Subcribe and stay connected

Flying a power-off 180º landing (or short approach, as ATC calls it) is a fantastic way to really learn how your airplane flies. It’s one thing to fly around with controlled power, and to land with power. It’s an entirely different feeling to experience all the extra energy your airplane has on its own, with the addition of gravity bringing you down.

Why Learn the Power-Off 180 Landing?

Why would we be doing this power-off 180 landing on the commercial pilot level? Well, it takes a lot of skill, great energy management, and the proper execution increases your (and your passenger’s) likelihood of survival if you ever have an engine out. Therefore, it’s actually quite a practical maneuver to learn. If you were to have an engine out issue, you will now have some tools in your toolbox to get down to a perfect spot, maybe the ONLY spot, to land safely.

Now to execute a Power Off 180º Landing is simple. You will reduce the power to idle at abeam, the touchdown point, and exercise the same procedure for a short field landing in terms of our touchdown spot.

Finding the best glide

A great way of thinking of this energy is ‘buoyancy’. Like a boat, we have a certain amount of that buoyancy left in the wing as we work our way down to the touchdown point. It’s a matter of timing and precision, feeling out the constant state of energy of the airplane, and flying accordingly.

To practice, as you’re abeam and the airplane is set up, pull the power out. Immediately shoot for your best glide. In this case in the 172, it’s 80MPH or about 70KTS. Then you’ll fly one continuous arc to the runway touchdown spot, constantly evaluating the state of the energy of the airplane.

Power off 180 LandingThere are several tools available to you to nail this landing. The first is distance. As you draw that curve to 180º, the size of that arc really matters. You get to pick how much distance you cover over the ground on the way to your landing spot, try to not make the arc a cross-country flight. If you need to, shallow out your bank and stay out a bit longer or consider squaring up your turns if you’re still too high.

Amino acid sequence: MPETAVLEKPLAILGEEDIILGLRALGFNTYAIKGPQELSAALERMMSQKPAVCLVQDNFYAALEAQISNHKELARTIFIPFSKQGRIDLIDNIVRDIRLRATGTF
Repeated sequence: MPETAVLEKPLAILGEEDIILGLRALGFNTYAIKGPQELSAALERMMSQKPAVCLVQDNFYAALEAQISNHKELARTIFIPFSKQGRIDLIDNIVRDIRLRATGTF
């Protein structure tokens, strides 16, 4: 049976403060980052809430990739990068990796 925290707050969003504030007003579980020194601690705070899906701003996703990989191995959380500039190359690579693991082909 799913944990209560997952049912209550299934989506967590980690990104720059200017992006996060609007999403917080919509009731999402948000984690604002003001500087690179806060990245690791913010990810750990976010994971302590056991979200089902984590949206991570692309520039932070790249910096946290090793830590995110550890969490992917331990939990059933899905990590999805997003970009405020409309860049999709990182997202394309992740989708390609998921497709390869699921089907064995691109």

What is drag and how you can use it?

Think flaps in the power-off 180 procedures. The timeliness of your flap deployment is essential. High or low, fast or slow? Consider adding the drag earlier, to slow down and increase your descent angle, or to just simply slow down. Too low, too slow, or just enough energy? Use your distance to go more direct to your landing point, and don’t think about adding drag yet unless necessary. You don’t even have to add those flaps. Keep the speed up and get there if you’re running out of distance.

Now, hit your target landing spot with minor final adjustments. It’s better to come in a little too high than too low. You can always slip down, or zig-zag on the final to make up more distance.

Don’t forget to use the ground effect to your advantage. If you keep too much energy you’ll float. It’s amazing what a little bit of floating in ground effect will do. It could give you that extra little bump to get to the touchdown zone, so embrace that ground effect, and don’t panic.

There you have it, now you’re ready to tackle power off 180º landings. If you have questions on the power-off 180 landings, contact anyone at Angle of Attack ground school and we can point you in the right direction.


Chris Palmer

Chief Flight Instructor and President of Angle of Attack. Founded in 2006.


Student Pilot Precision Pattern Practice & Tactics

  In this episode, Chris and Sienna head out to pound the pattern. Just like an athlete in the gym, getting reps in around the pattern is one of the few ways for student pilots like Sienna to become more comfortable landing and managing the airplane in one of the most critical stages of flight. …

Student Pilot Precision Pattern Practice & Tactics »

Read more

Collision Avoidance, What are your Pilot Responsibilities?

Collision avoidance in aviation is a critical aspect of ensuring the safety of both passengers and crew aboard an aircraft. It involves several strategies and systems that help in preventing mid-air collisions, ground collisions, and other accidents. Pilots play a pivotal role in the execution of collision avoidance measures, utilizing advanced technology, effective communication, and …

Collision Avoidance, What are your Pilot Responsibilities? »

Read more

What Are Hazardous Attitudes in Aviation?

In the aviation domain, safe operation is a cardinal priority, vital for protecting life, property, and the environment. The FAA recognizes that while technical error contributes to unsafe conditions, human attitudes significantly influence decision-making and behavior, thereby affecting overall flight safety. Five hazardous attitudes have been identified that can compromise safety in aviation: anti-authority, impulsivity, …

What Are Hazardous Attitudes in Aviation? »

Read more

Duration and Implications of a Second-Class Medical Certificate

The Federal Aviation Administration (FAA) plays a crucial role in ensuring the safety and well-being of the aviation industry. One of the ways it accomplishes this is by regulating the medical certificates of pilots through various classes. The second-class medical certificate is a vital component of this system, catering to a specific category of aviators. …

Duration and Implications of a Second-Class Medical Certificate »

Read more

Stay Connected

Be the very first to get notified when we publish new flying videos, free lessons, and special offers on our courses.